Principles of healthy nutrition
The key to a healthy diet is not to diet. We have thousands of diets that over-promise, long-lasting success. You can’t be healthy and fit for the long run without adopting lifestyle changes for the long run. Fad and crash diets might help you shed 30 pounds, but are you really only going to eat boiled chicken and broccoli for the long haul? It’s just not sustainable.
We all have reasons for weight gain. We may be genetically predisposed toward heart disease, diabetes, thyroid disease, or other conditions that make keeping a lean body mass more challenging. However, our day-to-day decisions define our relationships with food and ourselves.
Food may be a coping mechanism; we may “eat our feelings” or reward ourselves with food. This is not just about willpower; this may involve talking to a dietician or therapist. We may not be eating the right balance of fiber or protein, and we may have huge spikes in blood sugars, followed by falling blood sugars. Our bodies crave sugar and carbs when we need quick fuel, and thus the pattern repeats itself.
It’s essential to plan your meals ahead of time. And, unless you have a personal chef, you really do need to cook. Cooking is not hard, it’s all about following directions. There are so many amazing companies that can help, too – they provide the ingredients and the recipes, and you throw it together. There is something very powerful about preparing and eating nourishing food for your body.
It’s not just about calories in / calories out. Not all calories are the same. For example, if you were recommended a 500-calorie diet and ate only popcorn, that wouldn’t work. You need lean proteins, fruits, veggies, and complex carbohydrates – you need balance.
There is a whole movement toward intuitive eating – we need to pay attention to our hunger cues, ditch the diet culture, and focus on eating nutrient-dense foods.
Weight loss isn’t easy, but it can be done in a healthy, sustainable way with the help of a dietician, your doctor, and the right education about the proper way to eat. In addition, if trauma has created unhealthy relationships with food, you can work with a therapist to develop a healthy relationship with food.
Be realistic about your body size and shape, and expect changes over time. Focus on muscle mass and fitness rather than that number on the scale. If you build more muscle, it improves your metabolism. Lost the weight and want the best way to keep it off? Exercise and continued healthy, balanced eating. Check-in with your doctor to rule out any metabolic causes of weight gain.
The benefits of each macronutrient
Exercise requires fuel. If you want your body to run well, you need to provide good fuel. You wouldn’t put crummy fuel in your car, so why put it in your body?
Some foods have more energy per calorie, so you want to use the “fuel” that makes your body work better and provide more “bang for your buck” – stick to the more energy-dense foods.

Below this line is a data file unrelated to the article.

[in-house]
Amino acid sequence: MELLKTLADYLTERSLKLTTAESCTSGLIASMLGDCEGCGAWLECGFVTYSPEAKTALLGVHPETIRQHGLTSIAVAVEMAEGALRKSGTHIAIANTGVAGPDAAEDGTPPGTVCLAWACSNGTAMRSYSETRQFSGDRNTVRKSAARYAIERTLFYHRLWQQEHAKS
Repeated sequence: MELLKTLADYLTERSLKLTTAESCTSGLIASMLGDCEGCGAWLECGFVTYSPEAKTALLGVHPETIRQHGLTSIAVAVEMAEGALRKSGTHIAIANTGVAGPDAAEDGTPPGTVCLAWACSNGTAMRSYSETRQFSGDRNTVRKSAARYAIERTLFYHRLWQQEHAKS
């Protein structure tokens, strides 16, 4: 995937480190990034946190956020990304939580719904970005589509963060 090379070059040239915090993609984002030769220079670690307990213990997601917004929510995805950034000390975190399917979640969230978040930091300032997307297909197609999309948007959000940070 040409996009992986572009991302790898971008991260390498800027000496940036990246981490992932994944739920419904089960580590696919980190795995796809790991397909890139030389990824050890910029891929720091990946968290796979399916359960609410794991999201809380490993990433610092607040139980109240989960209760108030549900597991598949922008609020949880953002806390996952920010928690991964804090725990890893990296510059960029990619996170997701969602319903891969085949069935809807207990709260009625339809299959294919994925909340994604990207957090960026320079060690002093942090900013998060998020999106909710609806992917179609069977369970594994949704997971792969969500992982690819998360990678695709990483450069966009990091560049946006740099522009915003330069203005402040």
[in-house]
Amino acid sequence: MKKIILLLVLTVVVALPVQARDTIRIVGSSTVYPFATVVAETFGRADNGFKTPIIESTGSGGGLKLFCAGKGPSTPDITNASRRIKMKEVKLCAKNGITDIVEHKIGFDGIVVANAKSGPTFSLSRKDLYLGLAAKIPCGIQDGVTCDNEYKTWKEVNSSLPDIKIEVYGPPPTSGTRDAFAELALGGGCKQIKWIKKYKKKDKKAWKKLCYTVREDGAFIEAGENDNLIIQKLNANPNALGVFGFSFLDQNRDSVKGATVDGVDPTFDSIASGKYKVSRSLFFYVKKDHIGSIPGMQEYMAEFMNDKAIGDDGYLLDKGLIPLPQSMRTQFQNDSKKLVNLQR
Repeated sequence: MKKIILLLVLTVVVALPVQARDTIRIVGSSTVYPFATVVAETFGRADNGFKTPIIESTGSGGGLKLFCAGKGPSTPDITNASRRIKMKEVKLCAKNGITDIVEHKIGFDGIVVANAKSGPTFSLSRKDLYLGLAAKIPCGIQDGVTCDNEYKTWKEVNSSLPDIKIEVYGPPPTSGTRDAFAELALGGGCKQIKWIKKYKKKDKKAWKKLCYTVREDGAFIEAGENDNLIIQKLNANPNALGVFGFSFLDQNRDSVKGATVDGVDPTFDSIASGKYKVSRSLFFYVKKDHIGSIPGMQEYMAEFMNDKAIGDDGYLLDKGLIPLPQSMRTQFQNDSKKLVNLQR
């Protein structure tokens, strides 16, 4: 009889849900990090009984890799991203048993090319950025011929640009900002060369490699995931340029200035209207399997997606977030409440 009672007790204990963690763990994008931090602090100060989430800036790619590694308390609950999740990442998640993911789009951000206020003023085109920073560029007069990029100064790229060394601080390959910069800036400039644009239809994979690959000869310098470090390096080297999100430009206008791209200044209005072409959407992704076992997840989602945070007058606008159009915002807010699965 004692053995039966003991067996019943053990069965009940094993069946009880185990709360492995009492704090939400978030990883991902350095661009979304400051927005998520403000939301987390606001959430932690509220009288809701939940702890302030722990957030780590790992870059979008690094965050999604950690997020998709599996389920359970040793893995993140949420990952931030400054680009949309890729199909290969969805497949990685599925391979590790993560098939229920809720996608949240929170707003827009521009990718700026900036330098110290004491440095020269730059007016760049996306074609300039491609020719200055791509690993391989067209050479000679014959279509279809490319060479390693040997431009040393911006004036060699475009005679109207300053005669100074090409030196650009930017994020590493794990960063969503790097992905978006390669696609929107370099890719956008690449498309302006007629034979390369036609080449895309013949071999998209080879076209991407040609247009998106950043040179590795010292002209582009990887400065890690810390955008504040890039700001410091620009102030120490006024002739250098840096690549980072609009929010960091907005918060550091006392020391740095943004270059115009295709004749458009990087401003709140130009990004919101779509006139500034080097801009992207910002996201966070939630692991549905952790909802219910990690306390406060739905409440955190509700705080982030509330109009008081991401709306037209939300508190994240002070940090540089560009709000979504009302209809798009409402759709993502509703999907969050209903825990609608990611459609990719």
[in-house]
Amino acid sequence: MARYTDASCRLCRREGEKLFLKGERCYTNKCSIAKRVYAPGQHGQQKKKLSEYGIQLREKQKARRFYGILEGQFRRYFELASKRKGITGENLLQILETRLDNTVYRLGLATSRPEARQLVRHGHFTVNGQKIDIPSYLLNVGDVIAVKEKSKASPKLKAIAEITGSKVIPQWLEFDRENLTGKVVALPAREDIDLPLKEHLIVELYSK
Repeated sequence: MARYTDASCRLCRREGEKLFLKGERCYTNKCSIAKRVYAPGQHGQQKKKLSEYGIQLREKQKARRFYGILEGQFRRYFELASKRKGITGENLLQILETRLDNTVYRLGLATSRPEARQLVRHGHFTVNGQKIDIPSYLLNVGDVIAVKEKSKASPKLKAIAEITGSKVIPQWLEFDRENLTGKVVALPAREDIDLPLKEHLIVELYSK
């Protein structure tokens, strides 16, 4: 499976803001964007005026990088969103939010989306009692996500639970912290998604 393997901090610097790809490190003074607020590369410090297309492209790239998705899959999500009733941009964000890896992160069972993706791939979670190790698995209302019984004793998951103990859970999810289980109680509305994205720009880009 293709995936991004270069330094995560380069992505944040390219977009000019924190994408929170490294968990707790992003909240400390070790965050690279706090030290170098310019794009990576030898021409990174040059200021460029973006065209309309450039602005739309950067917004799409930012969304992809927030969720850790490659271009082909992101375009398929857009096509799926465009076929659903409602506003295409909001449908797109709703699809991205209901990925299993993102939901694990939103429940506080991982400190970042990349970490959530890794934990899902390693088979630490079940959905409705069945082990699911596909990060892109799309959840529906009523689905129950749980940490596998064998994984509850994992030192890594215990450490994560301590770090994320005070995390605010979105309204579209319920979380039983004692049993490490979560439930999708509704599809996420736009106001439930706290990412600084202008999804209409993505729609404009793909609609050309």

Carbohydrates, proteins, and fats differ in how quickly they supply energy. Carbohydrates are the quickest, and fats are the slowest. Proteins also have slower metabolism and support endurance, while sugars are great for quick energy. Want to avoid gassing out too soon? Skip the pre-run doughnut and black coffee and instead have scrambled eggs with veggies with some healthy fat such as avocado oil. A slice of whole-grain toast with avocado and a fried egg is another option. The carbs in the toast will get you started in your fuel for exercise, while the fats and proteins will provide more sustained energy.
Fats are good for you. Fats provide energy and aids in absorbing those essential fat-soluble vitamins such as vitamins A, D, E & K. Choose unsaturated fats such as avocado, olive oil, flaxseed, and nuts. Hydrate! Sweating is a key to detoxification, and replacing lost fluids is critical.
Don’t skip meals before exercise, and fuel up after! Fasting before exercise is stressful on the body – cortisol rises, contributing to losing muscle mass. If you want to skip a heavy meal before a workout, consider a bullet coffee with MCT oil and some protein to fuel your workout.
Don’t skip the carbs! Especially if you’re an endurance athlete. (> 1 hour per day). Carbs are essential for energy, as they can be used quickly and easily by the body for fuel.
Protein is crucial because it provides the amino acids your body needs to build and repair muscle. It would be best to have around 1.3-1.6 grams/kg of protein per day for those active folks. For a 150-pound person, about 88-110 grams of protein per day. Think poultry, fish, beans, tofu, eggs, greek yogurt, and some cheese. Most recommendations are to eat protein within 15 minutes after exercise to build muscle.
Diets aren’t perfect. I like the 80 / 20 rule. Eat the best things most of the time, and enjoy the beer/cocktails, carne asada, scones, and pizza, just in smaller quantities and frequency.
We don’t want you to fail; thus, you must understand that it’s not an overnight process. And you don’t have to be perfect. The best advice we offer people is to incorporate more fruits and vegetables into their diet. And work on getting adequate, healthy proteins.
The most significant difference in the fuel for new or minimal exercisers is the amount of protein. More exercise? More protein. But overall, the premise is the same.
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